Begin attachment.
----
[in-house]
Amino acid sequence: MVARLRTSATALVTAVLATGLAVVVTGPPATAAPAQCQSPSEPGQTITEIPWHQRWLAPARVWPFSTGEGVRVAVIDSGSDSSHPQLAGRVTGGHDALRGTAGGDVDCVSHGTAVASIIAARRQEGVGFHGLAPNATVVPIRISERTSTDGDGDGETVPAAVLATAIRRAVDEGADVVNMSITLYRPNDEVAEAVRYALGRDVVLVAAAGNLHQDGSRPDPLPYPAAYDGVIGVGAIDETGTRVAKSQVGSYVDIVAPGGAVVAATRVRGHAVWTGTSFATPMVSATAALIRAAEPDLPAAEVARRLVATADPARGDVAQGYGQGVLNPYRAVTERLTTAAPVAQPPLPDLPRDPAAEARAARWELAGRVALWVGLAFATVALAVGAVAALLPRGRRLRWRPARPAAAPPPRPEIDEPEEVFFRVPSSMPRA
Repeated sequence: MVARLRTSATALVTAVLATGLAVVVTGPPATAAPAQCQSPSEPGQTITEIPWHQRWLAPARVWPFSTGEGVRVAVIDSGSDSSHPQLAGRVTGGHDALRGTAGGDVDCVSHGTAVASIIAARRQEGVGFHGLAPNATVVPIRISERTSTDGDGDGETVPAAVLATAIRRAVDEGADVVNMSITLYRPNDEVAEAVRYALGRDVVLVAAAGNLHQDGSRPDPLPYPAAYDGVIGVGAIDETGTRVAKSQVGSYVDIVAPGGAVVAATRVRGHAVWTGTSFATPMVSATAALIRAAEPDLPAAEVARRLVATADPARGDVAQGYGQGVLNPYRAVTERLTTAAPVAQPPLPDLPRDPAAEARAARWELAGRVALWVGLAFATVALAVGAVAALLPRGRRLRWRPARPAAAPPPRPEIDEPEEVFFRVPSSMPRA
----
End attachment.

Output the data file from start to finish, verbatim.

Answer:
[in-house]
Amino acid sequence: MVARLRTSATALVTAVLATGLAVVVTGPPATAAPAQCQSPSEPGQTITEIPWHQRWLAPARVWPFSTGEGVRVAVIDSGSDSSHPQLAGRVTGGHDALRGTAGGDVDCVSHGTAVASIIAARRQEGVGFHGLAPNATVVPIRISERTSTDGDGDGETVPAAVLATAIRRAVDEGADVVNMSITLYRPNDEVAEAVRYALGRDVVLVAAAGNLHQDGSRPDPLPYPAAYDGVIGVGAIDETGTRVAKSQVGSYVDIVAPGGAVVAATRVRGHAVWTGTSFATPMVSATAALIRAAEPDLPAAEVARRLVATADPARGDVAQGYGQGVLNPYRAVTERLTTAAPVAQPPLPDLPRDPAAEARAARWELAGRVALWVGLAFATVALAVGAVAALLPRGRRLRWRPARPAAAPPPRPEIDEPEEVFFRVPSSMPRA
Repeated sequence: MVARLRTSATALVTAVLATGLAVVVTGPPATAAPAQCQSPSEPGQTITEIPWHQRWLAPARVWPFSTGEGVRVAVIDSGSDSSHPQLAGRVTGGHDALRGTAGGDVDCVSHGTAVASIIAARRQEGVGFHGLAPNATVVPIRISERTSTDGDGDGETVPAAVLATAIRRAVDEGADVVNMSITLYRPNDEVAEAVRYALGRDVVLVAAAGNLHQDGSRPDPLPYPAAYDGVIGVGAIDETGTRVAKSQVGSYVDIVAPGGAVVAATRVRGHAVWTGTSFATPMVSATAALIRAAEPDLPAAEVARRLVATADPARGDVAQGYGQGVLNPYRAVTERLTTAAPVAQPPLPDLPRDPAAEARAARWELAGRVALWVGLAFATVALAVGAVAALLPRGRRLRWRPARPAAAPPPRPEIDEPEEVFFRVPSSMPRA